BD: If you claim that lowering interest rates accomplished this feat, why are our far, far lower current interest rates not creating any jobs today?

I don't claim any such thing. The economy was terrible, and the unemployment spike that Reagan supposedly "corrected" was a result of Volcker's actions (which included RAISING the interest rates, by the way). Once double-digit inflation had been dealt with, then the interest rates were lowered and the economy took off. Real growth occurred without being offset by inflation, and unemployment dropped.


Your ignorance of economics is appalling.

1) There is no correlation between inflation and employment. For example, the inflation rates in 1983-84 actually rose from 3.22% to 4.3%. http://inflationdata.com/inflation/Inflation_Rate/HistoricalInflation.aspx?dsInflation_currentPage=2

2) Raising interest rates to double digits and making credit extremely expensive did cause the Volcker recession.

3) The rates in 1983-84 bounced between 8.8% and 11.3%. Consumer credit rates were in the mid teens or higher. My car loan during this time was 19%. This was hardly easy credit and had nothing to do with the economic growth of the time. http://www.federalreserve.gov/releases/h15/data/Monthly/H15_FF_O.txt

Why doesn't it work that way now? Well, this isn't 1982, we don't have double-digit inflation, and it just might be a different problem requiring something other than a "one size fits all" policy decision from the Reagan playbook.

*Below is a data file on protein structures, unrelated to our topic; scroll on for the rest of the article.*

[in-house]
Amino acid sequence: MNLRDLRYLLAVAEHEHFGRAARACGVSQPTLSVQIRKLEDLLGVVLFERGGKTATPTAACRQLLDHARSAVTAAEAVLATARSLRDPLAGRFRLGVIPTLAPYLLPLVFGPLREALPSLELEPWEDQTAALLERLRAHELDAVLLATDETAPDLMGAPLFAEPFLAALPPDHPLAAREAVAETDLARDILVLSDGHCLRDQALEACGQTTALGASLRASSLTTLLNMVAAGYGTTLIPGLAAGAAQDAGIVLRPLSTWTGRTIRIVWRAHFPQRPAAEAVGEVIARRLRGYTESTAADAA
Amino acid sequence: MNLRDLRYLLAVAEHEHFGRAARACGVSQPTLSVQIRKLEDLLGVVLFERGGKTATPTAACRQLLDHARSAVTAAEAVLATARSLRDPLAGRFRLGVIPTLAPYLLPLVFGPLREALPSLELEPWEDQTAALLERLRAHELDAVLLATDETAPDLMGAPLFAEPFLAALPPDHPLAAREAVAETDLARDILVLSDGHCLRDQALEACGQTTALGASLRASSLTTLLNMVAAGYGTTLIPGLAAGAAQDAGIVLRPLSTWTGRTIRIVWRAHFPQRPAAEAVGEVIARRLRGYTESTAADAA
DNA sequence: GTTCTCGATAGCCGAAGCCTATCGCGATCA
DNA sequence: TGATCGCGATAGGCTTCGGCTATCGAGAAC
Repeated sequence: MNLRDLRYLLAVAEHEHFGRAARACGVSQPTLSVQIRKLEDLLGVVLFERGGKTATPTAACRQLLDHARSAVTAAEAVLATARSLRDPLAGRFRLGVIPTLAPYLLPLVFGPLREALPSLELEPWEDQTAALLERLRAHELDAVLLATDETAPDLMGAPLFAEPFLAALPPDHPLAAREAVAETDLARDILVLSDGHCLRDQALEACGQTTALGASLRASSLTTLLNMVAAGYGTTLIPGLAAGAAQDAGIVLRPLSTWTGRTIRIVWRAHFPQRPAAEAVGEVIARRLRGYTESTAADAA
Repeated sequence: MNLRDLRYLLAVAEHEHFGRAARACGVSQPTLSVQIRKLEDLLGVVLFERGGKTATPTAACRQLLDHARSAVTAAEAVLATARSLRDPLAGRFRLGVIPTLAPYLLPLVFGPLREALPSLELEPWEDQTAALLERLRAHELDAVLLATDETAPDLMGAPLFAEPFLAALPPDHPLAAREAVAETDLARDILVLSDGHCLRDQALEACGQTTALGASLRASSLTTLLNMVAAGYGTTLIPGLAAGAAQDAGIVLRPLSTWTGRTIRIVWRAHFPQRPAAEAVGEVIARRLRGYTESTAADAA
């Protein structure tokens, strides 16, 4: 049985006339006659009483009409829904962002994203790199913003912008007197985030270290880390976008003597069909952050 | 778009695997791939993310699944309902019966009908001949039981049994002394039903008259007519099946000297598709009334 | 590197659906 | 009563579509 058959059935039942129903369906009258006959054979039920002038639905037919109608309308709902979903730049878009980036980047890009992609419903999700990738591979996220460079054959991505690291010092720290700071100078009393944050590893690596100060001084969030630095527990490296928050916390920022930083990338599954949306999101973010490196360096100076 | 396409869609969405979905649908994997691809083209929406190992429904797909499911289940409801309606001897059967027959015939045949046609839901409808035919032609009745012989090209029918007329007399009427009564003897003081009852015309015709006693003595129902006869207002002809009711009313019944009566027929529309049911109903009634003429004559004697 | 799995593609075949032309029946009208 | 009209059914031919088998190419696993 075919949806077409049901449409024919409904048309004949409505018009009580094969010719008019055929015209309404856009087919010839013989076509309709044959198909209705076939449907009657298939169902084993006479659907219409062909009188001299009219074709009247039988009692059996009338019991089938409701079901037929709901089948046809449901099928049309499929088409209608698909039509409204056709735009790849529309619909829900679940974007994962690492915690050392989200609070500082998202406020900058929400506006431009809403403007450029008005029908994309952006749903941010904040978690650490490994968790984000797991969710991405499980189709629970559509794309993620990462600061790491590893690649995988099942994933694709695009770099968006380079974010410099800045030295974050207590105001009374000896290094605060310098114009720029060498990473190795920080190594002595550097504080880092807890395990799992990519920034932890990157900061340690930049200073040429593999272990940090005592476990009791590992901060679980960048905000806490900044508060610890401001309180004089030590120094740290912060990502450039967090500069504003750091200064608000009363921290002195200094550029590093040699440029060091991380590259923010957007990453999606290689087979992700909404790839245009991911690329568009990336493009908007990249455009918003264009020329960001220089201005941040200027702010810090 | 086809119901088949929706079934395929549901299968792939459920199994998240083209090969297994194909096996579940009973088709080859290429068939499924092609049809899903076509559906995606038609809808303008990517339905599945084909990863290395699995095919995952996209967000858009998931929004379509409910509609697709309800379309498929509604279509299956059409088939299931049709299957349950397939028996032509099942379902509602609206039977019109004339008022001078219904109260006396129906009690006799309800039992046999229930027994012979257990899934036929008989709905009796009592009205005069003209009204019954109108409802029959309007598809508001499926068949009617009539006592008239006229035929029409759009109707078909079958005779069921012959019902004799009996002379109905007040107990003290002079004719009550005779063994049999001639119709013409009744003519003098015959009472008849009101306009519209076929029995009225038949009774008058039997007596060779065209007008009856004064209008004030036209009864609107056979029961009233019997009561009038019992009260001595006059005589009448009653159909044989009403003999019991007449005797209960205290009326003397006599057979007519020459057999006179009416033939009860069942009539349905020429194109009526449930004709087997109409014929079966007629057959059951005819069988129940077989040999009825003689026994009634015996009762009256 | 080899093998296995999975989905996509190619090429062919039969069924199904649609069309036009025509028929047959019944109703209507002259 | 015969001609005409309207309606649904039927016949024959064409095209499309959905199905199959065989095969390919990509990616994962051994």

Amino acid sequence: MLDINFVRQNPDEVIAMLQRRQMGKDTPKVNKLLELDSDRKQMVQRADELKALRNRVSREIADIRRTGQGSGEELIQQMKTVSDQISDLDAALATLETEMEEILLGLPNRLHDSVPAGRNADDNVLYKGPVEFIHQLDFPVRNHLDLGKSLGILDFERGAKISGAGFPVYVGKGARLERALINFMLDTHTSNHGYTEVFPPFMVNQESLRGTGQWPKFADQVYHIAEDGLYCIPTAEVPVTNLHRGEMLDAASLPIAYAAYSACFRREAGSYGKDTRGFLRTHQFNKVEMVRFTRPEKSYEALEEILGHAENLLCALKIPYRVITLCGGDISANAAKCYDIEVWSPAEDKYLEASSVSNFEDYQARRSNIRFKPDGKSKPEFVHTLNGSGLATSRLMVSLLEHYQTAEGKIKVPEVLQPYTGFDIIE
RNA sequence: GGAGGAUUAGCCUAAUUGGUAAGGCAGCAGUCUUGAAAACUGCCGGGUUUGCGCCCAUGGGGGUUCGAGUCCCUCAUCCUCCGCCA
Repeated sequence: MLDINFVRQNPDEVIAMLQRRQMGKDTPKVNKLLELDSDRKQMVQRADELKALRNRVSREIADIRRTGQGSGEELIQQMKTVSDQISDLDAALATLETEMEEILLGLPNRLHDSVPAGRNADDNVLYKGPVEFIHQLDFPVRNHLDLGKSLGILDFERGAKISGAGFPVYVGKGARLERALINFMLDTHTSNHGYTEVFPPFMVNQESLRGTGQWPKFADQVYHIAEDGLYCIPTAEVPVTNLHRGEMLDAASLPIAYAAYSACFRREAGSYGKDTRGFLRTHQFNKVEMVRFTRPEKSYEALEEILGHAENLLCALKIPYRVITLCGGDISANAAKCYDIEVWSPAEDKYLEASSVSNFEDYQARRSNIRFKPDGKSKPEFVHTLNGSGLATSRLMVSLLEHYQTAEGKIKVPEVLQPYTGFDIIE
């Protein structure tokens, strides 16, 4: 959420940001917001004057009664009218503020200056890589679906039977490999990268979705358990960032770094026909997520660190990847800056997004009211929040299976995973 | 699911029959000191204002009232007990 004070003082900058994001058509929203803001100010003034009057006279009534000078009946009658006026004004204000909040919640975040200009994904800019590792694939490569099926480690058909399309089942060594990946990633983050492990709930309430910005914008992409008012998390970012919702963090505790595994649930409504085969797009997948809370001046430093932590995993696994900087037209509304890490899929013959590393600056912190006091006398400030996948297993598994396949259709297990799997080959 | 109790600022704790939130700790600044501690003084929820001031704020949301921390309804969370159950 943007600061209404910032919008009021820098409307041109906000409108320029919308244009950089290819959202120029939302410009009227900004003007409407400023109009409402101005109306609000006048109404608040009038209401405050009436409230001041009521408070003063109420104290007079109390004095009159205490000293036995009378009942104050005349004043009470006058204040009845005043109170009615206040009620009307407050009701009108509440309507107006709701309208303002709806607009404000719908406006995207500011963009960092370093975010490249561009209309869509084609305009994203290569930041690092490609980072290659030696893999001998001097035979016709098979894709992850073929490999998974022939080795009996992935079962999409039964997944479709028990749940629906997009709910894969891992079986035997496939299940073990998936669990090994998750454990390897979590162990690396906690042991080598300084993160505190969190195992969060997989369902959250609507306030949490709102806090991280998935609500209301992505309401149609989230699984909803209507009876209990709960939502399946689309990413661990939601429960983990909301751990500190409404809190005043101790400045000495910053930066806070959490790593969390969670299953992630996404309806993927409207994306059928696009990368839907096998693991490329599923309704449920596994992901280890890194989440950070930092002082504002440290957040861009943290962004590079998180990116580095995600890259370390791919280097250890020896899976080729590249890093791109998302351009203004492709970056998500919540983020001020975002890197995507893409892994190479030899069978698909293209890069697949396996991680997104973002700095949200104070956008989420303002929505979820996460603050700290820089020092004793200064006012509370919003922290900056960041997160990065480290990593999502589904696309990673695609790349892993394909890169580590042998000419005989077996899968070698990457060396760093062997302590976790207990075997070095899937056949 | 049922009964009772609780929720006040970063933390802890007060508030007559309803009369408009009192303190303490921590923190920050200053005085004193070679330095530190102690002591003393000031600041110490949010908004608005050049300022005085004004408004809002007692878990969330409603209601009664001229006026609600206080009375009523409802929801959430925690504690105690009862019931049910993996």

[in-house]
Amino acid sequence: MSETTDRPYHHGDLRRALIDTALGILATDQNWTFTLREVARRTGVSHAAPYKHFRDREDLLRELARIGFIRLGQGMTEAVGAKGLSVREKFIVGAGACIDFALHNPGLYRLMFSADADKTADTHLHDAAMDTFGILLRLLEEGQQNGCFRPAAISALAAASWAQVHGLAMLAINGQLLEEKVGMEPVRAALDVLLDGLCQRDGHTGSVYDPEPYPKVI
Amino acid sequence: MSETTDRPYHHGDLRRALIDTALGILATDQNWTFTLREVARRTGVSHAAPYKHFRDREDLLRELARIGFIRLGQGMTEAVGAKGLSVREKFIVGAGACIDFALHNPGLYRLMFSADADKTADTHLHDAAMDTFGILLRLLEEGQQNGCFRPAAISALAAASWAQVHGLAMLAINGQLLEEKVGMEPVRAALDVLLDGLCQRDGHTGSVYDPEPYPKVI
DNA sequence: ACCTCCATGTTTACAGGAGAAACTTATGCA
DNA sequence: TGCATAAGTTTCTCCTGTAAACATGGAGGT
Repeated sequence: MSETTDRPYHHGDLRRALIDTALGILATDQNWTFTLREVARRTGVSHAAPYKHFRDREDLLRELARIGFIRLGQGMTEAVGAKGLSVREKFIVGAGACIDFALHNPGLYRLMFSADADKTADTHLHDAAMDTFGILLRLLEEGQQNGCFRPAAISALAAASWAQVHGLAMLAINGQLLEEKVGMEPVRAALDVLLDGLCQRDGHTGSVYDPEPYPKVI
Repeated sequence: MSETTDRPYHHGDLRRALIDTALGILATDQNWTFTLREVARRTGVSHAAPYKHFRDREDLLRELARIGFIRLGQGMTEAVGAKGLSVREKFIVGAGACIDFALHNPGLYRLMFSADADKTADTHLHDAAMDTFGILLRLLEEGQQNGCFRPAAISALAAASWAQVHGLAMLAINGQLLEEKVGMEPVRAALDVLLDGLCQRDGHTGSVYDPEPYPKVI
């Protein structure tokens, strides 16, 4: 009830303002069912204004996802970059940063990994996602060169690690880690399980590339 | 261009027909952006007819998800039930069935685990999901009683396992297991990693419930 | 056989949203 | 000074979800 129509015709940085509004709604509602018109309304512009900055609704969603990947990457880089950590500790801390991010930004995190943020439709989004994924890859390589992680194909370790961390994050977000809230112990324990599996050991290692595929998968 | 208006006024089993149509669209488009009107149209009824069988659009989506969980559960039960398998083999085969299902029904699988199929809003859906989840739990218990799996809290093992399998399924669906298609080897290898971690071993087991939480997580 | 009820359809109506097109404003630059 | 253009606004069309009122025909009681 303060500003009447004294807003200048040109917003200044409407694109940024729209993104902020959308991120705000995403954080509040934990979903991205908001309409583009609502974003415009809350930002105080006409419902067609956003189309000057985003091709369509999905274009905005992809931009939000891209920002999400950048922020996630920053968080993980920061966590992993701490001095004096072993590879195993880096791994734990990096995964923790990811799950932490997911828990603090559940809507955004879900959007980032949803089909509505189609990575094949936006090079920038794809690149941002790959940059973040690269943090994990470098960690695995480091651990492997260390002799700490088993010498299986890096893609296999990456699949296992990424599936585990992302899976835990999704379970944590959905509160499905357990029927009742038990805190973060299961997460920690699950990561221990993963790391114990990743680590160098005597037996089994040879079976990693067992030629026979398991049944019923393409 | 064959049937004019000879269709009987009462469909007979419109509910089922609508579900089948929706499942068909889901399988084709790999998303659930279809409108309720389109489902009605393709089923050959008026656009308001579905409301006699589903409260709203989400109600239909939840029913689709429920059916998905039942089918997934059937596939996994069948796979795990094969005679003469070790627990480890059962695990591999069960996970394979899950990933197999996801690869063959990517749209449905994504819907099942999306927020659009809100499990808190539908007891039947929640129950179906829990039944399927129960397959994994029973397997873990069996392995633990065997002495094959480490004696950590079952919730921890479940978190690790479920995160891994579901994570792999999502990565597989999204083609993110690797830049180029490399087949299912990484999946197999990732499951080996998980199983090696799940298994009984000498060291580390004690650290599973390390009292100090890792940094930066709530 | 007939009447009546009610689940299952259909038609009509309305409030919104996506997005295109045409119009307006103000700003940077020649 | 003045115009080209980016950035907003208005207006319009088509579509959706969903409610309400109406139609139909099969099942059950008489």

Agreed. As I pointed out above, the problem today is government inflicted uncertainty over whether some or all of the threatened punitive government taxes and regulations will be put into effect.

This is in many ways the inverse of the Reagan situation where he lowered existing taxes and removed existing regulations. Business could see what was coming and plan accordingly.
 

I think MF's exception reasonable though I think Prof. Balkin's actions ill advised. Deborah Pearlstein btw cross-posts. So, if desired, nerp. can read her at OJ, where comments are allowed.

I perused the referenced commerce post. I do wish he would allow comments, since I found a basic problem in the well argued piece: no real limiting principle. He claims to have one ("where Congress cannot reasonably claim to be solving a federal problem"), but why not give a few examples?

[I only skimmed the historical aspects of the piece, so maybe I missed something. But, the below is from a subsection expressly titled "limits"]

He cites Lopez (gun-free school zone case) but it's weak tea, and even there at best suggests the exception (if not the breadth of the ruling) "reasonable." It was 5-4, so easily many following his rule would go the other way.

The health mandate issue was repeatedly well explained by him to be allowed. But, I need some more evidence that his limiting principle has some teeth. This includes some special care (a rule suggested by Lopez but rejected by him) in certain areas of specific state or (I'd add) personal significance, such as marriage.
 

Agreed. As I pointed out above, the problem today is government inflicted uncertainty over whether some or all of the threatened punitive government taxes and regulations will be put into effect.

# posted by Bart DePalma : 11:25 AM


Baghdad, that is a load of crap. If businesses think they can make money, and you say that they do, then they will invest.
 

Then there's the monkeys-fly-out-of-my-butt scenario. If you're going to speculate on highly unlikely futures, why not give them all their day?